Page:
I regard this series as something of a personal discovery, since I haven’t come across many reviews among the book bloggers I read, which is a pity – the series, set in medieval Glasgow, makes an original and worthy contribution to the ranks of historical crime fiction.
Our hero, Gil Cunningham, is a rather earnest young man at the start of his career – when we first meet him he is resigning himself, with great reluctance, to following his uncle David into a life in the Church. Gil is very aware that the world is an interesting and exciting place, but his family has lost its influence with the Scottish court (a small matter of being on the wrong side during one of those minor domestic skirmishes that so characterised the House of Stewart (in this case, the battle of Sauchieburn, which saw the death of James III at the hands of a rebel army led – in name, at least - by his son, James IV).
James IV of Scotland
The setting for series is Glasgow in 1492 – at this time the city, with a population of some 2000 by the end of the century, had a university and grammar school, and a cathedral dedicated to St Mungo (known outside Scotland as St Kentigern); importantly, this was the year in which the Pope made the See of Glasgow an archdiocese, thus granting considerable power to Robert Blacader, the new Archbishop, who is to play an important part in Gil’s life.
So much for the history lesson, now to The Merchant’s Mark
, the third book in the series. It begins with Gil and his friend, the merchant Augie Morison, eagerly awaiting the opening of a barrel containing books from the Low Countries – printing didn’t arrive in Scotland until 1508. Unfortunately, the barrel turns out not to contain books, but a severed head and a saddlebag of money and Augie, who has collected the barrel from Linlithgow as part of a regular shipment, and travelled with it Glasgow, finds himself arrested for murder of the unknown victim. Gil, however, has achieved something of a reputation for his successful murder investigations of murder, so he is soon on the road, hoping to establish the dead man’s identity and to prove his friend’s innocence. His travels take him across southern Scotland to Stirling and Linlithgow, and finally to Roslin.
It was fun to recognise in this last location an experience that the author and I must have shared. In 1997 a massive conservation project began at the famous Rosslyn Chapel, and a canopy was erected over the roof, to allow it to dry out. While the canopy spoils the appearance of the Chapel, it has one important advantage for the visitor, in that it has allowed access to a walkway around the roof, offering an intimate and unusual view of the building. I am sure that Pat McIntosh, like me, found this irresistible, and that she was quick to make the imaginative link to another time when this building was shrouded in scaffolding, that of its construction.
A view of Rosslyn Chapel under its canopy, November 2004
The door of the church opened quietly when Gil lifted the latch. They stepped in, and it swung shut behind them with a boom which reverberated in what seemed like a vast, draughty space smelling of incense and pine resin. The floor was flagged; when Gil held his lantern up the vault of the aisle glowed in the dim light, but beyond the pillars the nave vanished upwards into darkness, with a faint, distant hint of high scaffolding. How do the poles stay up there? wondered Gil.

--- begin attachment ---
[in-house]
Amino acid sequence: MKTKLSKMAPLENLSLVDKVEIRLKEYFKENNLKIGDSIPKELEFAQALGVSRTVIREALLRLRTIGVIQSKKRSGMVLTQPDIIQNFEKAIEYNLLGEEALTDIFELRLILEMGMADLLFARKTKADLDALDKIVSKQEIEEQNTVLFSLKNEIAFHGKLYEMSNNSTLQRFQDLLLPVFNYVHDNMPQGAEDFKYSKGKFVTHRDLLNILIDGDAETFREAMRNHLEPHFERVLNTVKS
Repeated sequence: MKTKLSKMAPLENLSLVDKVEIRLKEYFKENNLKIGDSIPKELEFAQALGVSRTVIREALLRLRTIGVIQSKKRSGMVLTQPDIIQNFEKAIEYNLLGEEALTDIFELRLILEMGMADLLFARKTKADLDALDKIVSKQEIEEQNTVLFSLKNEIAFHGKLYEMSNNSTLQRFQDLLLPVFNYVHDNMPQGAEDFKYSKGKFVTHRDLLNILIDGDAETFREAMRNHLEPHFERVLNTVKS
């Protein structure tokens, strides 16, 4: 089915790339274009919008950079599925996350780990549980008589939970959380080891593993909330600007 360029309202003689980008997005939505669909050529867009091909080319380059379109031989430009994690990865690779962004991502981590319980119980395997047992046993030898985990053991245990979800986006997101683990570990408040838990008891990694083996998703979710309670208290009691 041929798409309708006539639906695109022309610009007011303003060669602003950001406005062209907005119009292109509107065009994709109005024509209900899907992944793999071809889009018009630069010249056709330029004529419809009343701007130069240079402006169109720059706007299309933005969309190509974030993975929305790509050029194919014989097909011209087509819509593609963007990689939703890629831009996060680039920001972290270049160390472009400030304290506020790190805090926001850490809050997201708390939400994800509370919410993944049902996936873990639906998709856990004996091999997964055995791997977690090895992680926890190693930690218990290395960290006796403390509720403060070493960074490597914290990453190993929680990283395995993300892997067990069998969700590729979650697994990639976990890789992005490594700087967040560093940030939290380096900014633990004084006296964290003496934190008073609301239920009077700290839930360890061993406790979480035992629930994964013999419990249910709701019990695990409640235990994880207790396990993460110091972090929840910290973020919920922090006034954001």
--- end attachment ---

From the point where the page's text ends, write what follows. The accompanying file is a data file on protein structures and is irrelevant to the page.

McIntosh brings this distant past to vivid life, its customs, its people, its language, with a warmth and attention to detail which should put her at the forefront of the genre. Her research – which is clearly a labour of love – is impeccable, and as the series has progressed her writing and her characters have both matured. Her influences are clear to see - Ellis Peters and Lindsay Davies are clearly there in the careful period detail, the characterisation and the humour, but even more important is the debt owed to Dorothy Dunnett: these books sit comfortably between the worlds of Nicholas de Fleury and Francis Lymond, and Gil shares the scholarship of these two men, if not their propensity for mayhem. Less ambitious in scope than Dunnett’s two series, the research is less obtrusive – these are books which can be read without a concordance (though we may recall that Dunnett also wrote a detective series, a somewhat heady mix of Jilly Cooper and James Bond!)
In my review
of the fourth in the series, St Mungo’s Robin
, last year, I voiced the concern that the writing could be a little confusing, although I wondered if I might be doing the author a disservice by reading them out of order. I now think that beginning with the first, The Harper’s Quine
, is indeed the best way (no, really?) – a debut novel, it introduces both characters and setting at a slight more leisurely pace than the later ones. Of course, I am persisting in reading them as they appear on the library shelf, but Scottish history is familiar territory, as are language and landscape (James IV, a young man at the time of these stories, met his end not 10 miles from where I’m sitting - the last British monarch to die in battle), so despite my disordered approach, I am becoming an eager advocate on their behalf. It occurred to me as I reached the end on The Merchant’s Mark
that the word which best summed them up is good-heartedness – both in the main characters, and in the author’s handling of them. There are five in the series at present, but I see that 6 and 7 are listed on the publisher’s website
, which is good news. My favourite character so far is Gil’s sister, Kate, and I hope she will put in further appearances – apparently, the author likes her too, so the chances are good. Oh, and the dog, Socrates…